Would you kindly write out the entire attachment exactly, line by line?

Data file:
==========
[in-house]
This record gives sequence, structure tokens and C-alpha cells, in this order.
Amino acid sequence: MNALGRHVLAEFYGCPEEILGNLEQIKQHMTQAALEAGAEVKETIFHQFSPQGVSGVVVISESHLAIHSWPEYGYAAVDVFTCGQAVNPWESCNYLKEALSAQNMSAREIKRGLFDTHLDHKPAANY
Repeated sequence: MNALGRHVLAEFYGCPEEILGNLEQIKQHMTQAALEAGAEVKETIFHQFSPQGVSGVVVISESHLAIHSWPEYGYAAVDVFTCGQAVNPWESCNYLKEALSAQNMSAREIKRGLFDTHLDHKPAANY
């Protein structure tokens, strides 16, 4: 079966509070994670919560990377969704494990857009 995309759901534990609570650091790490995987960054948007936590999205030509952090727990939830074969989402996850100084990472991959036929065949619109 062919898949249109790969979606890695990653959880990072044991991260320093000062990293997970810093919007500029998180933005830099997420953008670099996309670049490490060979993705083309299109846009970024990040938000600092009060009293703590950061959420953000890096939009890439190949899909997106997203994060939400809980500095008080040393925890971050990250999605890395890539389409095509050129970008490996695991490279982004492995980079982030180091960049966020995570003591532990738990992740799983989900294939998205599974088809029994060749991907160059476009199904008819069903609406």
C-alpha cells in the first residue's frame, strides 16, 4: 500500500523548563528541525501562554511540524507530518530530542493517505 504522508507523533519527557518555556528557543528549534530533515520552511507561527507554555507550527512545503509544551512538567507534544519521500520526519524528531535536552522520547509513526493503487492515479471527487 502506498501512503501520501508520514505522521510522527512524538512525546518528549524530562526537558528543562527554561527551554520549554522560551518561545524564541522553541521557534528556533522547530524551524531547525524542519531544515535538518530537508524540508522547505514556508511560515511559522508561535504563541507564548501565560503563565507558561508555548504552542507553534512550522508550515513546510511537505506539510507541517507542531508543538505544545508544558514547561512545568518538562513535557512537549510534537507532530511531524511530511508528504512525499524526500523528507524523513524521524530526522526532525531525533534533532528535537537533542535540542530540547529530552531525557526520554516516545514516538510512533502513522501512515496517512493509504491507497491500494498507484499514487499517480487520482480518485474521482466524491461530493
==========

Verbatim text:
[in-house]
This record gives sequence, structure tokens and C-alpha cells, in this order.
Amino acid sequence: MNALGRHVLAEFYGCPEEILGNLEQIKQHMTQAALEAGAEVKETIFHQFSPQGVSGVVVISESHLAIHSWPEYGYAAVDVFTCGQAVNPWESCNYLKEALSAQNMSAREIKRGLFDTHLDHKPAANY
Repeated sequence: MNALGRHVLAEFYGCPEEILGNLEQIKQHMTQAALEAGAEVKETIFHQFSPQGVSGVVVISESHLAIHSWPEYGYAAVDVFTCGQAVNPWESCNYLKEALSAQNMSAREIKRGLFDTHLDHKPAANY
């Protein structure tokens, strides 16, 4: 079966509070994670919560990377969704494990857009 995309759901534990609570650091790490995987960054948007936590999205030509952090727990939830074969989402996850100084990472991959036929065949619109 062919898949249109790969979606890695990653959880990072044991991260320093000062990293997970810093919007500029998180933005830099997420953008670099996309670049490490060979993705083309299109846009970024990040938000600092009060009293703590950061959420953000890096939009890439190949899909997106997203994060939400809980500095008080040393925890971050990250999605890395890539389409095509050129970008490996695991490279982004492995980079982030180091960049966020995570003591532990738990992740799983989900294939998205599974088809029994060749991907160059476009199904008819069903609406």
C-alpha cells in the first residue's frame, strides 16, 4: 500500500523548563528541525501562554511540524507530518530530542493517505 504522508507523533519527557518555556528557543528549534530533515520552511507561527507554555507550527512545503509544551512538567507534544519521500520526519524528531535536552522520547509513526493503487492515479471527487 502506498501512503501520501508520514505522521510522527512524538512525546518528549524530562526537558528543562527554561527551554520549554522560551518561545524564541522553541521557534528556533522547530524551524531547525524542519531544515535538518530537508524540508522547505514556508511560515511559522508561535504563541507564548501565560503563565507558561508555548504552542507553534512550522508550515513546510511537505506539510507541517507542531508543538505544545508544558514547561512545568518538562513535557512537549510534537507532530511531524511530511508528504512525499524526500523528507524523513524521524530526522526532525531525533534533532528535537537533542535540542530540547529530552531525557526520554516516545514516538510512533502513522501512515496517512493509504491507497491500494498507484499514487499517480487520482480518485474521482466524491461530493